There comes a time when you know, during your reading of a book, that it is going to have a profound effect on you, in terms of its engaging writing and also the message it delivers. Certain books spring to mind from my reading, classics such as: In the Skin of a Lion by Michael Ondaatje, In the Country of Last Things by Paul Auster, Wuthering Heights by Emily Brontë and The War Zone by Alexander Stuart. Slights by Kaaron Warren can be added to this list.
As an admirer of Warren’s prose for some time now, especially her collection, The Grinding House (Australian title, renamed with additional stories in the US, as The Glass Woman.), I was sure that this book would impress me, yet even with such high expectations, the book didn’t stand a chance of disappointing.
Slights is a first person narrative, seen through the eyes of Stevie Garland, a misfit, who loses her father early in life, suffers yet another major trauma when she and her mother are involved in a car accident, resulting in her mother’s death and her entering ‘the room’, a place where the people she has ‘slighted’ in life come to exact some sort of revenge on her. She is naturally disturbed by this room and vows not to slight anyone ever again upon her release from hospital. It is a vow she will make (and break) several times in the novel.
After the accident the book follows Stevie over a period of years, in which she retreats further away from the people who care about her and becomes more curious about death and what people see when they die. This is helped by her employment at a hospice.
The characters that play the biggest role in Stevie’s life are her brother, Peter, married to Maria, who Stevie can’t stand, Dougie Page, friend of the family, who worked with Stevie’s dad and Alex, Stevie’s dead father.
Stevie engages in hero-worship of her father and refuses to talk to any that speak ill of him (her uncle Dom, aunt Ruth etc.). She hangs up on Dougie Page more than once, when he tries to explain why it was that Alex died in the line of duty, supposedly protecting the innocents.
They are truths Stevie cannot and will not face.
She and her brother Peter have a classic brother/sister relationship, complete with scars and a history of hurt intertwined with love. Neither of them seem well equipped to deal with the other and this causes pain and confusion throughout the narrative, not helped by the friction between Stevie and Maria, Peter’s wife.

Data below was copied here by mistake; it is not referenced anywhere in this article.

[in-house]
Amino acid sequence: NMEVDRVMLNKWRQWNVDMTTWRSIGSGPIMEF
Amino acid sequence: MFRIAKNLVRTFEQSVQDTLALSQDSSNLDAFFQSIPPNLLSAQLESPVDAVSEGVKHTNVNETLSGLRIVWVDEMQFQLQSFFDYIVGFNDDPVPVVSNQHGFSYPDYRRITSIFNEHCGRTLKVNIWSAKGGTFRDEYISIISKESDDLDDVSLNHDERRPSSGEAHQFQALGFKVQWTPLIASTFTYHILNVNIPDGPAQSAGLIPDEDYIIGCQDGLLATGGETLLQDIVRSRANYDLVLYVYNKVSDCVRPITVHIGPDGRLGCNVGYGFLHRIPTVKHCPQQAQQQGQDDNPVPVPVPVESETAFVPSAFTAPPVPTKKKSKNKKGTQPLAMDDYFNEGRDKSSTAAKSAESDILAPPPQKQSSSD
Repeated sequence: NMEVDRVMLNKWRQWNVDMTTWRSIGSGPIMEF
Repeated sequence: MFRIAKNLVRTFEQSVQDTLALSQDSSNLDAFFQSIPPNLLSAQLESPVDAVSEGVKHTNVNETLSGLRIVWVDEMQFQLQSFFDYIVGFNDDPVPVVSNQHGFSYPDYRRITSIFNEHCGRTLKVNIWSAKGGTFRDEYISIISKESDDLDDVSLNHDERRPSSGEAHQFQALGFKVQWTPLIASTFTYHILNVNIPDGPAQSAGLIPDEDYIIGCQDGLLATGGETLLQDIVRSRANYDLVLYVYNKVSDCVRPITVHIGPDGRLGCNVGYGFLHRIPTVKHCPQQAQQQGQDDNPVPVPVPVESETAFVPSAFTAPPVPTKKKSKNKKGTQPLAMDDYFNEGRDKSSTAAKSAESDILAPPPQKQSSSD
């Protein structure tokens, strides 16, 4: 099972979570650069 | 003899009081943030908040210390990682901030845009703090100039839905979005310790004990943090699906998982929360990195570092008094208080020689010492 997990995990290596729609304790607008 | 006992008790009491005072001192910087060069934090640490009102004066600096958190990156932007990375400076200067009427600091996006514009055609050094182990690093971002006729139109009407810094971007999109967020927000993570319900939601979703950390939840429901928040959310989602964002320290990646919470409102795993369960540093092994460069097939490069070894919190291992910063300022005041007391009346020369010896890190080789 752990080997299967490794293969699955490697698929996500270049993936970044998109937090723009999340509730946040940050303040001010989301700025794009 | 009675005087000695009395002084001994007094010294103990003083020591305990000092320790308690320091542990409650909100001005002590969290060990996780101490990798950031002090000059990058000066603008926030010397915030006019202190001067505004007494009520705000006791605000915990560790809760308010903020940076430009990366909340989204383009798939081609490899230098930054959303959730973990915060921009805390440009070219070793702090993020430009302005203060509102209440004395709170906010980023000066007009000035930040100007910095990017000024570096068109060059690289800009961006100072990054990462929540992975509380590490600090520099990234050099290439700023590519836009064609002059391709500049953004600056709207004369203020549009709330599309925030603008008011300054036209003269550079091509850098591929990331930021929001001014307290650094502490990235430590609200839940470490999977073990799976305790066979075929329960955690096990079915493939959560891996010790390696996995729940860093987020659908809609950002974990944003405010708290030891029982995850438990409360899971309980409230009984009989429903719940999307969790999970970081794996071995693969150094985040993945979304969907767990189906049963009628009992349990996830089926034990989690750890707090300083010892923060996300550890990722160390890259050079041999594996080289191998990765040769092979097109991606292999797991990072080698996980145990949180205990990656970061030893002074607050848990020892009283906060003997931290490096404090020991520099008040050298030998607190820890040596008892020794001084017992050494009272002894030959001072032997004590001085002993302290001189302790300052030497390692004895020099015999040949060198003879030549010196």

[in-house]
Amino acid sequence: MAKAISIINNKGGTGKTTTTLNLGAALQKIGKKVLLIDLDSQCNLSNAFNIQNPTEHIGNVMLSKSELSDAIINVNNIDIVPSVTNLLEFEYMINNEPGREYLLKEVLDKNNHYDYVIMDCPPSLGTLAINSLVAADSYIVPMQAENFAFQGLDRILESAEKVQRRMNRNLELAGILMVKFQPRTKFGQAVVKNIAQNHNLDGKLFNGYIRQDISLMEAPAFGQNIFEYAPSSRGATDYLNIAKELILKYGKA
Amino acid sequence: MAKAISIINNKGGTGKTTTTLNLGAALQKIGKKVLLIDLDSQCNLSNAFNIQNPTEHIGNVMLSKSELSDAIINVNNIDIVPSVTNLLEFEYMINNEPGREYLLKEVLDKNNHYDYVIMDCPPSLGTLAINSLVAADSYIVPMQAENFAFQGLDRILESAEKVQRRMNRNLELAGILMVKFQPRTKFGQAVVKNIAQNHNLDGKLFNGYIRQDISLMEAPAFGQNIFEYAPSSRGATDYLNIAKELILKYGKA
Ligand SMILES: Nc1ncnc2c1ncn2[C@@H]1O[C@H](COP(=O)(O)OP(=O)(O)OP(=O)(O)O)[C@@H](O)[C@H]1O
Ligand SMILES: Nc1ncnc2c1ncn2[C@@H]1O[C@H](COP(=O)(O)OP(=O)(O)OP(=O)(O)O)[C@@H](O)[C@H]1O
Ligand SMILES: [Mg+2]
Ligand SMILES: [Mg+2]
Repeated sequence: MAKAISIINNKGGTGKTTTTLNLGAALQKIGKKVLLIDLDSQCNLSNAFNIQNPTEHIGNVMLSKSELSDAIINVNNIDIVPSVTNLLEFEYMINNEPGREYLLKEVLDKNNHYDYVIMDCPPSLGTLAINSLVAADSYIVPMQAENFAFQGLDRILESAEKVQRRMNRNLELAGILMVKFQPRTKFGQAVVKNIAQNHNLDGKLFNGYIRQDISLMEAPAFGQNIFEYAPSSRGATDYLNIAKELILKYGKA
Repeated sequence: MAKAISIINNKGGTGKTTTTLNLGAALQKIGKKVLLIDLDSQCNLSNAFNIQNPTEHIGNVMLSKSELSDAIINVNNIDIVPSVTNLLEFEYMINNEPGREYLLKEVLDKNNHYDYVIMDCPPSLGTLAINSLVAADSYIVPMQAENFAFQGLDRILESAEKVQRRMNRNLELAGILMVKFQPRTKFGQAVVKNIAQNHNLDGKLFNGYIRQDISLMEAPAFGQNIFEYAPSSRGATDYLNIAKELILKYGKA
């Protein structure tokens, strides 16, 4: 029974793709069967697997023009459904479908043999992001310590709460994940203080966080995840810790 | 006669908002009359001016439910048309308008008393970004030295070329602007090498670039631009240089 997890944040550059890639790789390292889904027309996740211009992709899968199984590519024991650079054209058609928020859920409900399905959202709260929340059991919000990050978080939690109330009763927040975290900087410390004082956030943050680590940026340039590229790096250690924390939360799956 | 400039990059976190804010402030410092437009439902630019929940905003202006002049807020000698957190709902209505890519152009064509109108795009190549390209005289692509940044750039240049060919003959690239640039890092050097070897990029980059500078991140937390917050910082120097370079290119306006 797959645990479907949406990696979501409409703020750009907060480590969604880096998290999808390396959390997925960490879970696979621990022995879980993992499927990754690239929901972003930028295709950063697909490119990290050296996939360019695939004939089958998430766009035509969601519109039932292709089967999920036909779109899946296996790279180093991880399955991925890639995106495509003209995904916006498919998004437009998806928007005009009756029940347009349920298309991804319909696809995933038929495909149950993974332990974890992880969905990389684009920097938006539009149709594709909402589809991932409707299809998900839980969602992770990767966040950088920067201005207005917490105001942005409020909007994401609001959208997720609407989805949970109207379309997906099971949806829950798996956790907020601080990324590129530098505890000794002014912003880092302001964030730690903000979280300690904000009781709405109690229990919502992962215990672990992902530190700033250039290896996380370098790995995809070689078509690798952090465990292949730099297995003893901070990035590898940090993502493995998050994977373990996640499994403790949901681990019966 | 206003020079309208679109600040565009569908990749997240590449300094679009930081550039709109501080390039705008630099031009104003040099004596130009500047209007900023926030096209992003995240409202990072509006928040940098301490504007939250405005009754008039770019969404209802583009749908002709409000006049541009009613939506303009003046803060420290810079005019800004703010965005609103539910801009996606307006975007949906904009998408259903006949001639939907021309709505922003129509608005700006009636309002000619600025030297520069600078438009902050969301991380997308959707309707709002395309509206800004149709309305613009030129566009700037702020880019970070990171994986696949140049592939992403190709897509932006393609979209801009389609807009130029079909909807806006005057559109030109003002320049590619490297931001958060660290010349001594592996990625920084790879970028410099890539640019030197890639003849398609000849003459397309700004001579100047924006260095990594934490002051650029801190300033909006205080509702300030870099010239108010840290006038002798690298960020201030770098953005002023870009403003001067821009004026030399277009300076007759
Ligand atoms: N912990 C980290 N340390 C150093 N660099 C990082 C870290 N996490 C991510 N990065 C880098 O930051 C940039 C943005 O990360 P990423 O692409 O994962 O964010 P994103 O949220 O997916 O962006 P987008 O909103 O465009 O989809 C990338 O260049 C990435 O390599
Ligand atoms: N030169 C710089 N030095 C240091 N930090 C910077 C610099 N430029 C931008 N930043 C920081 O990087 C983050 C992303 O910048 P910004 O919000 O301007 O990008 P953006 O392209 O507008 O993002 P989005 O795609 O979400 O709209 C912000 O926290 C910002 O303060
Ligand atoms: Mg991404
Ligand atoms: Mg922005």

Stevie’s obsession with ‘the room’ becomes too much for her and she becomes more and more problematic in ‘normal’ society, seeking answers from people who have not the capability to answer them.
As the years pass and the fascination and dread grow, more information is brought to light about Alex, first from Dougie Page, followed by Peter and finally by aunt Jessie, who has craftily hidden stories of Alex’s life in the margins of classic books, during her time at the library.
The characterisation and interaction between the different characters in this story is an honest representation of what it is to be flawed, to not fit into this society of ours. Warren picks out traits many of us share and grinds them into one thick paste of loneliness, tragedy, betrayal and ultimately murder.
There is also Warren’s prose, which manages that difficult bridge between elegant and engaging with relative ease. For while it is easy to see that this is a story that has been crafted and that the words have been meticulously examined to prove their worth, in no way does this slow down the novel or make it confusing to the reader, rather it is fresh and vibrant and matches the rather chaotic nature of its protagonist.
As mentioned earlier, Slights, is one of those books that reaches into your core and takes something from you, whilst ultimately leaving something you really aren’t sure you wanted to be left with.
Ellen Datlow states that Kaaron Warren must be read and I cannot and would not want to disagree with this sentiment. It is as simple as that.